Unused solutions can frustrate one
Our author is a United Airlines flight attendant and an actor who in the 1970's took a class on Progress and Poverty and has become frustrated that a proven solution is not even discussed in the mainstream media, much less employed in our economy. When American Public Radio put out its call for "citizen journalists" to participate in its news gathering, he sent the below.
by Bill GentesThe most fervent topic of discussion among my family and coworkers lately is our being driven inexorably from the middle to the lower middle class, through no fault of our own. Yet my society is unable to face the root cause.
The mainstream press reports on the current sub-prime and credit mess from a sellers’ bias. When the cost of housing rises and more homes are sold, the market is "booming". But that boom is for the owners, the sellers. The increase in "value" is actually a cost to everyone else. Much of that cost is the speculated cost of land, inflated beyond its value due to the growth of the surrounding community.
As a native Californian, I have witnessed the proverbial Bay Area shack purchased for $10,000 in 1970, sold for $300,000 in 1999, currently worth about $800,000, even with the real estate slide. (Most of the "value" is not in the shack, but in the land below the shack.)
When the owner cashed in, what did the owner do with all those empty inflated dollars he didn't earn? Speculate some more? Intensify the speculation with a subprime loan? That is what he did, and we all went along with it -- we thought we eventually would get our just rewards.
Our consumer economy is addicted to the speculative rise in real estate costs. Thus, our homes become ATMs. But they put homeowners in debt.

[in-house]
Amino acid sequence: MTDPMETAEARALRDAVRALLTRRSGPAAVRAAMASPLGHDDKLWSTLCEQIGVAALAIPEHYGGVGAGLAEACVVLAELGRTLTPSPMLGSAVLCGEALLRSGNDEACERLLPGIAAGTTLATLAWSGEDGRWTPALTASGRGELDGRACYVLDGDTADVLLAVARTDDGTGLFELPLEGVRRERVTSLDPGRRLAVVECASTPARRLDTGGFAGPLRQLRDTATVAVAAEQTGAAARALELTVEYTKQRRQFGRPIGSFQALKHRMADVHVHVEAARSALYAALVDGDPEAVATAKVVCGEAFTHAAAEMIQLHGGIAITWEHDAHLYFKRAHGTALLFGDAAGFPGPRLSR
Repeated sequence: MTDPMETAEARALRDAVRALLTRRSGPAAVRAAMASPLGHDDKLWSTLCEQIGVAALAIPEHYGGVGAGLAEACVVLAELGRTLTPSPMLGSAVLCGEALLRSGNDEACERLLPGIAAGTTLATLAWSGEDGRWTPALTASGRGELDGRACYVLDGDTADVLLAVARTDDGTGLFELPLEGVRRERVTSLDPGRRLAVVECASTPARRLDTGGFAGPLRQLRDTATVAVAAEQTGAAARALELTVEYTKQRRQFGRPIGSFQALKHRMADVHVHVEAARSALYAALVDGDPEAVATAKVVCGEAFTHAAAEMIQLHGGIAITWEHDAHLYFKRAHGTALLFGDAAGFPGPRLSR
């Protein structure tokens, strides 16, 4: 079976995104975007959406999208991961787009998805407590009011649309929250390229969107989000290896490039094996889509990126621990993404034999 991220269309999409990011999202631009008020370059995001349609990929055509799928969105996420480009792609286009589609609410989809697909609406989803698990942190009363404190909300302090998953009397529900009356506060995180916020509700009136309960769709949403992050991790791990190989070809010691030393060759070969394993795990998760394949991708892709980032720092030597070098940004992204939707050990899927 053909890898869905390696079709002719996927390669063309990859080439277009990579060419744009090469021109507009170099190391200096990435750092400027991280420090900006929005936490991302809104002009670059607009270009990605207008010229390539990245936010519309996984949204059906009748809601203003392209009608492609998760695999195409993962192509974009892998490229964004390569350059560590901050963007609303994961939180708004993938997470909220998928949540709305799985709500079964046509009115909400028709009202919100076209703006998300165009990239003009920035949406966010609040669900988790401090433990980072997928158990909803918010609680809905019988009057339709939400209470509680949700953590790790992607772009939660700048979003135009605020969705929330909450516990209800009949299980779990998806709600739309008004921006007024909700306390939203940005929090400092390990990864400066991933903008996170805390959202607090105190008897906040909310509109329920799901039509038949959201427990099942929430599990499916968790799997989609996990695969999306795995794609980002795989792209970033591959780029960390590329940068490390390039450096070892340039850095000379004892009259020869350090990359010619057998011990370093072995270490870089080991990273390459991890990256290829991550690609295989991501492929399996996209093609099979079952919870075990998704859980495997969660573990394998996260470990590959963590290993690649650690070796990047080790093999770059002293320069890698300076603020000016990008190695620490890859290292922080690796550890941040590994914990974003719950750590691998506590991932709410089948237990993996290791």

Who, then, truly gets rich? Our real estate system is a pyramid scam, in which the “owners” must rely on the next poor slob’s desperation and gullibility, and his willingness to shell out the inflated cost created by the madness, so that he can soak the next poor slob, who will soak the next poor slob, ad infinitum.
The economic powers-that-be know this and continue to prey upon us with their bundled derivatives and usurious credit lines, until those very derivatives shatter, and the credit dries up, leaving the whole rotten edifice to collapse on us. Why is such speculation and manipulation -- a substantial core of the real estate industry -- rewarded over productivity?
Must we pass along the cost of the economic lunacy to subsequent generations, in the form of crushing debt, empty promissory notes, and tottering markets that inevitably drive whole economies into the next and then the next, and then yet the next recession or depression?
Why do those who call themselves conservatives then intervene to prop up the system, which is the fundamental cause of the distress and volatility in the first place? In my state of California, who will have the guts to challenge Proposition 13, and the selfish, mean-spirited philosophy behind it?
The received wisdom we have become accustomed to is just leading us further down the abyss. Through the years, I have seen my real wages fall, and social services crumble. I have studied these issues extensively through various schools of thought and come to some conclusions.
Regressive taxation, dumping an ever-greater burden of the cost of social services and infrastructure on the middle class, the poor, and future generations, has severe long-term consequences for everyone, even the rich. The bad taxation is capitalized as inflated rent.
Some are ready to move past tired, shop-worn, self-destructive assumptions. The City of Philadelphia has been studying solutions to urban problems. Various environmental organizations have looked into land costs and urban sprawl. The Urban Land Institute has studied the issue, along with the American Institute for Economic Research.
So here is the story I’m pitching, the biggest story never told in our mainstream media: "Who owns and controls the land, the natural resources? How much is it worth? Who is collecting the rent? What effect is this having on our economy and our society?”
Some places use the antidote -- land value taxation -- and does it work. Can we readjust taxation, compensation, and private market mechanisms to create economic justice? Can all political stripes join together to move toward necessary reforms?
Local Tax Reform in Scotland
Digging Into Land Ownership
Real Estate Cycle on Schedule as Manufacturing Falls
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